South Africa is an amazing place for the variety of amazing natural flora both in the bush as well as in private and public gardens. There are many public gardens of interest to both locals and tourists; the gardens listed below are a good selection to start. Even if you are not an avid gardener what a great way for an expat to explore the South African natural beauty!
Kirstenbosch Botanical Gardens, Cape Town
Set on the slopes of Table Mountain the Kirstenbosch Botanical Gardens grow only indigenous South African plants, and is considered by many to be one of the most beautiful botanic gardens in the world. Once owned by Cecil Rhodes, now maintained by the South African government. The different areas include: an avenue of camphor trees, Useful Plants Garden, Sculpture Garden, and Protea Garden.
Vergelegen Garden, Somerset West
Vergelegen Garden has views over the surrounding mountains, but the views within the garden are equally spectacular. There is a White Garden with ponds, bulbs, herbs and a lavender walk. There are also a Wetland Garden, Rose Garden and Yellowood Walk.
Brenthurst Garden, Johannesburg
Brenthurst Gardens are meticulously tended and include a rose garden, a children’s garden, an indigenous grasses garden, a Japanese garden and a sculpture garden that includes Pierre-Auguste Renoir’s Venus Victorieuse. Designed by Joane Pim, one of South Africa’s pioneer gardeners.
Hester Malan Wildflower Garden, Goegap Nature Reserve, Northern Cape
The Hester Malan Wildflower Garden is sandy meadowland with outcrops of granite and is a popular attraction to tourists and locals for the remarkable sight in spring—a normally arid landscape which becomes covered with lush colours during the spring flowering season. Throughout South Africa this is known as the Namaqualand daisy season, when orange and white daisies spring up everywhere.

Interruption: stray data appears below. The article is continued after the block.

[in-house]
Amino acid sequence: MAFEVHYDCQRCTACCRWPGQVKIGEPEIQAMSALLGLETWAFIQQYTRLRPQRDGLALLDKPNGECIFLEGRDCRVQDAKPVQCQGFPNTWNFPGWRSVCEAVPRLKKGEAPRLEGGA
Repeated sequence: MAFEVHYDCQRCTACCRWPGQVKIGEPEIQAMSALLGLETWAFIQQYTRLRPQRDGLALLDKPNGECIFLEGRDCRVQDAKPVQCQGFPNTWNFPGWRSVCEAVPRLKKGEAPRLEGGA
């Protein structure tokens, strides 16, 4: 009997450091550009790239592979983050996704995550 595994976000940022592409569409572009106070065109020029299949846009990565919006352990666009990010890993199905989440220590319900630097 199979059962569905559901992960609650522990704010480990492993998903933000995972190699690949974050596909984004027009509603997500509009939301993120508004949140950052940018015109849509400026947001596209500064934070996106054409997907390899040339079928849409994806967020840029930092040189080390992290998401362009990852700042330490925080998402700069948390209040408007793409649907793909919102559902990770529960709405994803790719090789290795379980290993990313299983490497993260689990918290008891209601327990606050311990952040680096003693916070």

The Company’s Garden was established in 1652 by Dutch settlers in order to grow fruit and vegetables as provision for spice-trading ships. Today the garden is one of the main Cape Town attractions. The beautiful gardens are a welcome respite from the busy city, but they also provide other interests such as the oldest cultivated pear tree in South Africa (planted in 1652), a rose garden, a fishpond, an aviary, and the Garden Tea Room, a local favourite restaurant.
Harold Porter Botanical Garden, Betty’s Bay
This beautiful, secluded garden has been set between mountains and the sea in the Cape fynbos region. The garden is well known for the attractive waterfalls and pools, as well as the Disa uniflora and King Protea.
National Botanic Garden, Bloemfontein
This garden crosses a valley between dolerite koppies. The tall grassland and woodland are dominated by incredible wild olive and karee trees. The garden includes many decorative and hardy trees indigenous to this area of South Africa. The garden has borrowed from the surrounding landscape, creating a harmony within it’s setting. Paths lead through the garden up to rocky outcrops with views to the wooded koppies.
KwaZulu Natal National Botanical Garden, Pietermaritzburg, KwaZulu-Natal
Because KwaZulu-Natal National Botanical Garden was established by the British in 1874 the garden has quite an extensive collection of northern hemisphere plants, including swamp cypress, tulip trees, plane trees, giant figs, magnolias and a great avenue of London Planes. For the expat from the Northern Hemisphere who wants to walk through a garden landscape of home, this might be the place. However, the main emphasis of the garden now is to collect and conserve plants from South Africa’s eastern grasslands. One section of the garden has been designed to attract birds and another is a Useful Plants section.